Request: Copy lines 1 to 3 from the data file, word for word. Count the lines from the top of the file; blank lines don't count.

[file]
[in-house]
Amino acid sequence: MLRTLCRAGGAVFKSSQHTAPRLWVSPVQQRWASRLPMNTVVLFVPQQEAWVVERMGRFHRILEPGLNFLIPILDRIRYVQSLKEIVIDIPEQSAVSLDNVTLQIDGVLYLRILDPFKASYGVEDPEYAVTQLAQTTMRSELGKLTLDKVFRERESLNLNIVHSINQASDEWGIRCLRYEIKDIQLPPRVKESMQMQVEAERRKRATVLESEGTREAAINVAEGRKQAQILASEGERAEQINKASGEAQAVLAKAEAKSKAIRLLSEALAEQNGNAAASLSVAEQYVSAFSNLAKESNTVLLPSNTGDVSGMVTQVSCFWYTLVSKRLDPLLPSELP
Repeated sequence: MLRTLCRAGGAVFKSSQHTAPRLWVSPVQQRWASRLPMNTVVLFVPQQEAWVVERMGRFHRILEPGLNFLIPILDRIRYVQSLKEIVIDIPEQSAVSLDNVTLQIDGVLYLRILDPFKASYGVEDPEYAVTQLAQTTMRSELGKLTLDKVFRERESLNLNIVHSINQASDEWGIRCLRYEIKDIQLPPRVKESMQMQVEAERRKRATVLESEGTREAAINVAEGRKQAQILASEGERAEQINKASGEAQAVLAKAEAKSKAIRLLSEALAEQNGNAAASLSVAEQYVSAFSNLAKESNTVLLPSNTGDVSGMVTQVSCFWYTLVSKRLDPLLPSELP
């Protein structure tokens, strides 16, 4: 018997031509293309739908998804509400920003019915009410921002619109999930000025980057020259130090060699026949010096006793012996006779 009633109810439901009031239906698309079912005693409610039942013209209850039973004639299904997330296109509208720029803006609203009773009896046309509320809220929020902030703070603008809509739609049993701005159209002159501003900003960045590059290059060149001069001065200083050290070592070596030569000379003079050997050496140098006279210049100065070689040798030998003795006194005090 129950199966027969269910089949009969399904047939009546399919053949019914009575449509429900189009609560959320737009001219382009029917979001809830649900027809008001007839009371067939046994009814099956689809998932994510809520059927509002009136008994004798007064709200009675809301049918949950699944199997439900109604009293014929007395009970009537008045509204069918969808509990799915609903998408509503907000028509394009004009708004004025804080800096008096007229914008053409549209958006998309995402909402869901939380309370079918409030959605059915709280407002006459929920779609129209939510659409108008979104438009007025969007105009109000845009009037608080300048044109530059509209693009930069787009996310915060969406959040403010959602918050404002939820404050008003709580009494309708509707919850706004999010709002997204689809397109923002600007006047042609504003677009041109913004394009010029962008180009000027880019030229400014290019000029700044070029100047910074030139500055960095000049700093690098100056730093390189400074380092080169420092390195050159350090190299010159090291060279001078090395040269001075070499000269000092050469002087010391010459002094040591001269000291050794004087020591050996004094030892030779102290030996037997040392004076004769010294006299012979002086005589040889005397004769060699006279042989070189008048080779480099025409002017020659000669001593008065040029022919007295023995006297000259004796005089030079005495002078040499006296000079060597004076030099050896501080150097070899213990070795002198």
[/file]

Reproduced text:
[in-house]
Amino acid sequence: MLRTLCRAGGAVFKSSQHTAPRLWVSPVQQRWASRLPMNTVVLFVPQQEAWVVERMGRFHRILEPGLNFLIPILDRIRYVQSLKEIVIDIPEQSAVSLDNVTLQIDGVLYLRILDPFKASYGVEDPEYAVTQLAQTTMRSELGKLTLDKVFRERESLNLNIVHSINQASDEWGIRCLRYEIKDIQLPPRVKESMQMQVEAERRKRATVLESEGTREAAINVAEGRKQAQILASEGERAEQINKASGEAQAVLAKAEAKSKAIRLLSEALAEQNGNAAASLSVAEQYVSAFSNLAKESNTVLLPSNTGDVSGMVTQVSCFWYTLVSKRLDPLLPSELP
Repeated sequence: MLRTLCRAGGAVFKSSQHTAPRLWVSPVQQRWASRLPMNTVVLFVPQQEAWVVERMGRFHRILEPGLNFLIPILDRIRYVQSLKEIVIDIPEQSAVSLDNVTLQIDGVLYLRILDPFKASYGVEDPEYAVTQLAQTTMRSELGKLTLDKVFRERESLNLNIVHSINQASDEWGIRCLRYEIKDIQLPPRVKESMQMQVEAERRKRATVLESEGTREAAINVAEGRKQAQILASEGERAEQINKASGEAQAVLAKAEAKSKAIRLLSEALAEQNGNAAASLSVAEQYVSAFSNLAKESNTVLLPSNTGDVSGMVTQVSCFWYTLVSKRLDPLLPSELP